Well, define a small job
How things are done series
This would be considered a small job for a cabinet shop. The unfinished cabinets cost $3200.00, the finishing $960.00, and the delivery & Install another $575.00
Total price, was $4738.00 plus the countertop.
This was a complex job, the old cabinets were an odd 26″ depth, requiring us to hit the old foot print to avoid the floor being redone. Then that darned beam overhead right over the stove. This was a 1930’s era home, tiny kitchens, lots of non standard things going on, usually lath and plaster walls that are crooked as an Oklahoma State Senator.
This job had a deep dark hunter green finish, a color coat first, then a top coat of pre cat laquer so the cabinets would hold up for years. The lower picture is the pre delivery inspection picture, the lowers sitting on foam blocks to keep them off the floor in the approximate height and the uppers just sitting on top the lower cabinets.
So the lower limit for a job is at least a thousand dollars. A small countertop, a few vanities, or a small kitchen which gets you way above a thousand dollars. Below that, a broken drawer, an appliance hole filled in, call a handyman, not a cabinetmaker. That is bread and butter to those guys.
Cabinet shops have high overhead
- We need a lot of space where we can make a lot of noise and dust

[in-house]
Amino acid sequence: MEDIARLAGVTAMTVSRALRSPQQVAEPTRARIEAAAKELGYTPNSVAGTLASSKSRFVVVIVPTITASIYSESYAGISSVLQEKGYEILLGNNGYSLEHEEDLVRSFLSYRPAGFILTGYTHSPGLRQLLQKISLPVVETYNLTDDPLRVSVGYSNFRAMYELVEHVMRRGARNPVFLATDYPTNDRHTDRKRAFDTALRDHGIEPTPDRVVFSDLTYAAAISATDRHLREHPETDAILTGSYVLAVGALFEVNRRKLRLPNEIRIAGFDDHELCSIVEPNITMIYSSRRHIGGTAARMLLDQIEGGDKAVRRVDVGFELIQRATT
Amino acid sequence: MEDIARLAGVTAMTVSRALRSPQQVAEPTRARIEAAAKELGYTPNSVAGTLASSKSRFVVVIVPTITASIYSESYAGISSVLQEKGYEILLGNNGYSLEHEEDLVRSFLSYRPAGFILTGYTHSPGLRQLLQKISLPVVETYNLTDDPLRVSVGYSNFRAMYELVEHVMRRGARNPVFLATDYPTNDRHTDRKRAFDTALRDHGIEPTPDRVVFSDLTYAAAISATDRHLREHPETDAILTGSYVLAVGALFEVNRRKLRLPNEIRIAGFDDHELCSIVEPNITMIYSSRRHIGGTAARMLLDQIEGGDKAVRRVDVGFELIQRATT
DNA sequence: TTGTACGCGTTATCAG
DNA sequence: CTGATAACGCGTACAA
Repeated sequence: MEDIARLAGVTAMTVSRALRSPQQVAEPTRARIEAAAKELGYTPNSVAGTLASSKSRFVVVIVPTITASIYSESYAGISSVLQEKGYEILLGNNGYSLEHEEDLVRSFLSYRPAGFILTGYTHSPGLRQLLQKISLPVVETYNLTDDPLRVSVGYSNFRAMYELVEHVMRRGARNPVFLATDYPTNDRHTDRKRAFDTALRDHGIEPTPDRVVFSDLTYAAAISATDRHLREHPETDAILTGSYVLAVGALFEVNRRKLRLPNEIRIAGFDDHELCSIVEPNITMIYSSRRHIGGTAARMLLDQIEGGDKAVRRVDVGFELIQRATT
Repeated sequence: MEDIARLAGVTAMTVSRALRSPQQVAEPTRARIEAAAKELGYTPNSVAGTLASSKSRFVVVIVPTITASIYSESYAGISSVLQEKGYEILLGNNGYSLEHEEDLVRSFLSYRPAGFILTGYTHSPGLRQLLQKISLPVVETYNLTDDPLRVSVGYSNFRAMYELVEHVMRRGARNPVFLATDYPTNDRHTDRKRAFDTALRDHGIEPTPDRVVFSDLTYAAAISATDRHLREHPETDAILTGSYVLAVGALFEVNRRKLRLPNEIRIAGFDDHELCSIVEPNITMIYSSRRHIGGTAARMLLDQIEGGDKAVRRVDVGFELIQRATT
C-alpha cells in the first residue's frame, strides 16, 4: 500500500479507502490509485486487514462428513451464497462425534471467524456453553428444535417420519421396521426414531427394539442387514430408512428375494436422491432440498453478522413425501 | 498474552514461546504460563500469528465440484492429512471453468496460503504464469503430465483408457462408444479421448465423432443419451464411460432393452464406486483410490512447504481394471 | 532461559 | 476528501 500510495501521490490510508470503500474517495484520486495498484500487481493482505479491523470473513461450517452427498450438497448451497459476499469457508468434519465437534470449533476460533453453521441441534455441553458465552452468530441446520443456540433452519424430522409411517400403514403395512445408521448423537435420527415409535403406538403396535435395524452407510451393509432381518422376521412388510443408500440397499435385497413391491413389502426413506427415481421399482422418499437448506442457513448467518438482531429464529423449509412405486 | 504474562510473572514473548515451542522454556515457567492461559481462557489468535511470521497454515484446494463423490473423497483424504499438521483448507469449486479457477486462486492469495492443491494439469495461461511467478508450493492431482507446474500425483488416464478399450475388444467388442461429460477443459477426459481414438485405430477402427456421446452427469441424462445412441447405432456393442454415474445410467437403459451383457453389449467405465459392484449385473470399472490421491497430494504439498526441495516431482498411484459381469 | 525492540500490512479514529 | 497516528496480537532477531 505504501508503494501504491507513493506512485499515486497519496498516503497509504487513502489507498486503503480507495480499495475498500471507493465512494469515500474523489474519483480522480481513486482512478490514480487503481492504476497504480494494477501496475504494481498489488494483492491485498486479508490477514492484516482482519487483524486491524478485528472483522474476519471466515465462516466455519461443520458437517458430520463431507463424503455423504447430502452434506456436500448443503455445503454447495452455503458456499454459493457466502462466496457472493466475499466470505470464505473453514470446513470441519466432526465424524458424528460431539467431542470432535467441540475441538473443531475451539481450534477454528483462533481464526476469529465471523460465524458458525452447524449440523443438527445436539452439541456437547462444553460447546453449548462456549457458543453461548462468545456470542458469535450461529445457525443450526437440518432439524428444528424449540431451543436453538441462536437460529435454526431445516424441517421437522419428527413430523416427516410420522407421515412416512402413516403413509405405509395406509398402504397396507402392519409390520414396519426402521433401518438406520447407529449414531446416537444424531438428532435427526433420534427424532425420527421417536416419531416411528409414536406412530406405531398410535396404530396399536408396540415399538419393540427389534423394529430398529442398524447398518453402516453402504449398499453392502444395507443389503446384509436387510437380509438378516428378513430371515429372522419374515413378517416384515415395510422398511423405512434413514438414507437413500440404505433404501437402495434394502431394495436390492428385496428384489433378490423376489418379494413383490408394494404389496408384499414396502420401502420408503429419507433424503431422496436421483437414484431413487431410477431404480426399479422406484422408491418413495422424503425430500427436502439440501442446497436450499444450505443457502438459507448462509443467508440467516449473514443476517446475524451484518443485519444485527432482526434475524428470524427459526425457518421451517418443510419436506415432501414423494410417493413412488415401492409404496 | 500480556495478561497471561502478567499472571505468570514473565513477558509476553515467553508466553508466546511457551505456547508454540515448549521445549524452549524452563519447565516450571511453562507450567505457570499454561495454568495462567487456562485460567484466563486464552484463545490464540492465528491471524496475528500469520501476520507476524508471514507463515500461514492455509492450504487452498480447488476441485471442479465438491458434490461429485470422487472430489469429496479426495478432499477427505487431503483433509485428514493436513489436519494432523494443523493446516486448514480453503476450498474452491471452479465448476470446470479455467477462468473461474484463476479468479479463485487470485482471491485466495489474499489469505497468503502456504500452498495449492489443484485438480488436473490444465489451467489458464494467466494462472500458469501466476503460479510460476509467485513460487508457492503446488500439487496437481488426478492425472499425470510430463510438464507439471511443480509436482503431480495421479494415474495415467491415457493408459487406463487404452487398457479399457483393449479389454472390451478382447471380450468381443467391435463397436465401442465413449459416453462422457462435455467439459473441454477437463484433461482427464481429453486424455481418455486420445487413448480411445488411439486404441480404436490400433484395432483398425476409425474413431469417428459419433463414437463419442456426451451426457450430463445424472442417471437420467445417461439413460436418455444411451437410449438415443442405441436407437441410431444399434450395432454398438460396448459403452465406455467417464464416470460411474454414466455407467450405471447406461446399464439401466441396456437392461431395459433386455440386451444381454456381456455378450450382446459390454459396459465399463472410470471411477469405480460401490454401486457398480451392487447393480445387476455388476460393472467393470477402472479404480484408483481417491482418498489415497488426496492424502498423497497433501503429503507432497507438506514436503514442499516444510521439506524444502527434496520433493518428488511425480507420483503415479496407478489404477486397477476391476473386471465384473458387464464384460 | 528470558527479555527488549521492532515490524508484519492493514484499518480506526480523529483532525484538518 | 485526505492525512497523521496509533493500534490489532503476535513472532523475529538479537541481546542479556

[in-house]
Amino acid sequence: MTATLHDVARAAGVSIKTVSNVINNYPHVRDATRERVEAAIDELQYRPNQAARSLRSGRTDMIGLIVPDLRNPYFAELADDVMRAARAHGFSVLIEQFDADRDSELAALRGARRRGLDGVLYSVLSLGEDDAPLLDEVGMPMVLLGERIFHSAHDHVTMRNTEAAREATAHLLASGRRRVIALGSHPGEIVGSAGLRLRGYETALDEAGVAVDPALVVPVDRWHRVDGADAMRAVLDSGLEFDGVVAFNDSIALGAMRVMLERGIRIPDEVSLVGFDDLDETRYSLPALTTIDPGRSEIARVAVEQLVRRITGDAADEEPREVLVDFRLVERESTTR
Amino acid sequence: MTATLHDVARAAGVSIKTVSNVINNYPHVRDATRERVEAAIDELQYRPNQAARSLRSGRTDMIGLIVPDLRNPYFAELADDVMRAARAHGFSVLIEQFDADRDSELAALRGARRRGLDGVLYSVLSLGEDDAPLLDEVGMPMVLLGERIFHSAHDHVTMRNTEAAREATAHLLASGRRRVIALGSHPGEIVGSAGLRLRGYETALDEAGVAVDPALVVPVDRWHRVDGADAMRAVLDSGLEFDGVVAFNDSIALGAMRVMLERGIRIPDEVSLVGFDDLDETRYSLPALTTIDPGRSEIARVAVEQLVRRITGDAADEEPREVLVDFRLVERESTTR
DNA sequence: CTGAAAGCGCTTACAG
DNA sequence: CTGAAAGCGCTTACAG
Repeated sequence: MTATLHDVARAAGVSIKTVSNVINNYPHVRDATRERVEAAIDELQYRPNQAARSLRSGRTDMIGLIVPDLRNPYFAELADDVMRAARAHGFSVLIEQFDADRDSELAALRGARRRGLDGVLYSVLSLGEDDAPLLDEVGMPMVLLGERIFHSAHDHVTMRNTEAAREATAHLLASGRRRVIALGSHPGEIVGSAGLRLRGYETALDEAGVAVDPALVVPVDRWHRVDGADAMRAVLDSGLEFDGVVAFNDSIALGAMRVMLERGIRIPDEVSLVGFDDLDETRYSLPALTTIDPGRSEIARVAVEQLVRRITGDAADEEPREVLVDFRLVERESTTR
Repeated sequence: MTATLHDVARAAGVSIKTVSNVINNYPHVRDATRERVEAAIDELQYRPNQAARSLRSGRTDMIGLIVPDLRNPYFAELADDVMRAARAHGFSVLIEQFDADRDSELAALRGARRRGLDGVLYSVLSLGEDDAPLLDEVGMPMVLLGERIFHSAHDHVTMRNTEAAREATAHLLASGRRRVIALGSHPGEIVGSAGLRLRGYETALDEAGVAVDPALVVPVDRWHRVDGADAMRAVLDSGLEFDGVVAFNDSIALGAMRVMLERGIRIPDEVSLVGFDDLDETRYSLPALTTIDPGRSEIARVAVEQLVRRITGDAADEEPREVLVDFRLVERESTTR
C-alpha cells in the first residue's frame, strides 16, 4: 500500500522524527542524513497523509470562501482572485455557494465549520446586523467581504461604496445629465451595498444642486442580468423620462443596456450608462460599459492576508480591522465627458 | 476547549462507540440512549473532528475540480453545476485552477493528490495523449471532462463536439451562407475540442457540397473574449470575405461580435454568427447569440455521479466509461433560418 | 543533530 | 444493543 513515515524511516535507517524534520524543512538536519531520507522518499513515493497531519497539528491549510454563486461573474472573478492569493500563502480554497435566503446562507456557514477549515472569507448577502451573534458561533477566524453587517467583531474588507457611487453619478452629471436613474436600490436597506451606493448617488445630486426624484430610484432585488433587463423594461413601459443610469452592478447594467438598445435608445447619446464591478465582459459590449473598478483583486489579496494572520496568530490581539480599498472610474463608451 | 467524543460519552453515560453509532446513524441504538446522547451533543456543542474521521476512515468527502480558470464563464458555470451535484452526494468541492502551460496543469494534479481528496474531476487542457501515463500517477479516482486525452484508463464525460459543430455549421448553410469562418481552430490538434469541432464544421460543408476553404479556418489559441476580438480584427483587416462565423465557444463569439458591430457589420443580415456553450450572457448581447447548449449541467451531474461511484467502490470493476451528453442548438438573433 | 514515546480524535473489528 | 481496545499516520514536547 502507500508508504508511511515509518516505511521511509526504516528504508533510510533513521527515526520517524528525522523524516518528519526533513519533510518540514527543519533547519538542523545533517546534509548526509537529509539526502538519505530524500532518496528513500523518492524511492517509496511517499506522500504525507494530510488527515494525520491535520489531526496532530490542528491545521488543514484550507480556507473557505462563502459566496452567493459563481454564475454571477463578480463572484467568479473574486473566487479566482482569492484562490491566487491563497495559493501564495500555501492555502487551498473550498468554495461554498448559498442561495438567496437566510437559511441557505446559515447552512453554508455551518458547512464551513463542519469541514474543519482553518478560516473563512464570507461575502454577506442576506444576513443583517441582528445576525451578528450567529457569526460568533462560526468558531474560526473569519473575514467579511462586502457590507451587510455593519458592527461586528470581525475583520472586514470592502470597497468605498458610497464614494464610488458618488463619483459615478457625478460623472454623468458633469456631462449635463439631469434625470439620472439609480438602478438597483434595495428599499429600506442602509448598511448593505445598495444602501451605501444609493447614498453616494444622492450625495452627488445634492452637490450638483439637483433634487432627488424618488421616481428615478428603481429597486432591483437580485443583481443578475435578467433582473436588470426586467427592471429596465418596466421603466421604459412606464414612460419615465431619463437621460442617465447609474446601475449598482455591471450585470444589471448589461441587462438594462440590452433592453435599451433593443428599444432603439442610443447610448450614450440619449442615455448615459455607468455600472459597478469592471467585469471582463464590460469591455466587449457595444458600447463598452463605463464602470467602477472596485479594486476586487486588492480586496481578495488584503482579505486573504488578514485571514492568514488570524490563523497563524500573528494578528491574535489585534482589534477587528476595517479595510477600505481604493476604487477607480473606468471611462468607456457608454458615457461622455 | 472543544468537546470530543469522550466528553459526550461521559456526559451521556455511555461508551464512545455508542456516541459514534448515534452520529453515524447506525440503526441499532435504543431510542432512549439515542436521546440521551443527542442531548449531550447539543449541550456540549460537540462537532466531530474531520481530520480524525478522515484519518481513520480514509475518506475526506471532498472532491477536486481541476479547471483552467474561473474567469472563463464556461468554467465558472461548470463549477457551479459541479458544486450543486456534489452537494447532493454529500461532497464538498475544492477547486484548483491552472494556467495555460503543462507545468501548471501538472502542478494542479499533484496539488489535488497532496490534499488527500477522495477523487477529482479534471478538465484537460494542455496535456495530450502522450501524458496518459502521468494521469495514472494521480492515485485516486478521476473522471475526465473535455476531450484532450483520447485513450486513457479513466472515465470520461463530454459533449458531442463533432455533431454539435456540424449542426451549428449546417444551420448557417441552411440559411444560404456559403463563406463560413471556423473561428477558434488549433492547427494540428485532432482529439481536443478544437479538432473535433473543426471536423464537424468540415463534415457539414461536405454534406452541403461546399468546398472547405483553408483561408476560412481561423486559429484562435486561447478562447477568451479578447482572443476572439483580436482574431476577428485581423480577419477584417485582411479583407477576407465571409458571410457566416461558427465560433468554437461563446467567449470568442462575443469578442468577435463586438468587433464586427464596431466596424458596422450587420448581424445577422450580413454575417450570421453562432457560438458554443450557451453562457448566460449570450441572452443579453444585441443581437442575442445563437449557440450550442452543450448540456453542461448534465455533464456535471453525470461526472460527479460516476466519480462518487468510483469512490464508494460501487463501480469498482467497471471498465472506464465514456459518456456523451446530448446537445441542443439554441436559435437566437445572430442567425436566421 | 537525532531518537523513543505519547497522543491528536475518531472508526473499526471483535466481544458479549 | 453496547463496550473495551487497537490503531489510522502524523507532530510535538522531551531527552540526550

- We need three phase power and lots of it
- We need wide doors and very tall buildings to flip lumber during processing and to handle the dust collection piping
- We need large distances between the sawdust producing area and the finishing areas
All of that adds up to thousands of dollars per month in overhead before a dime is paid for materials and labor. And all the cool toys to play with needed for making quality cabinets and keeping them maintained and working to tight tolerances.
That eliminates the small work like a couple of doors or the odd broken drawer that needs fixed, a big shop has to focus on projects worth several thousand dollars for their to be enough gross profit to pay the overhead.
When you get to a large shop ran by one person, the time spent talking to customers means no one is actually making any money so taking a job for a few hundred actually costs the shop more than they can possibly charge.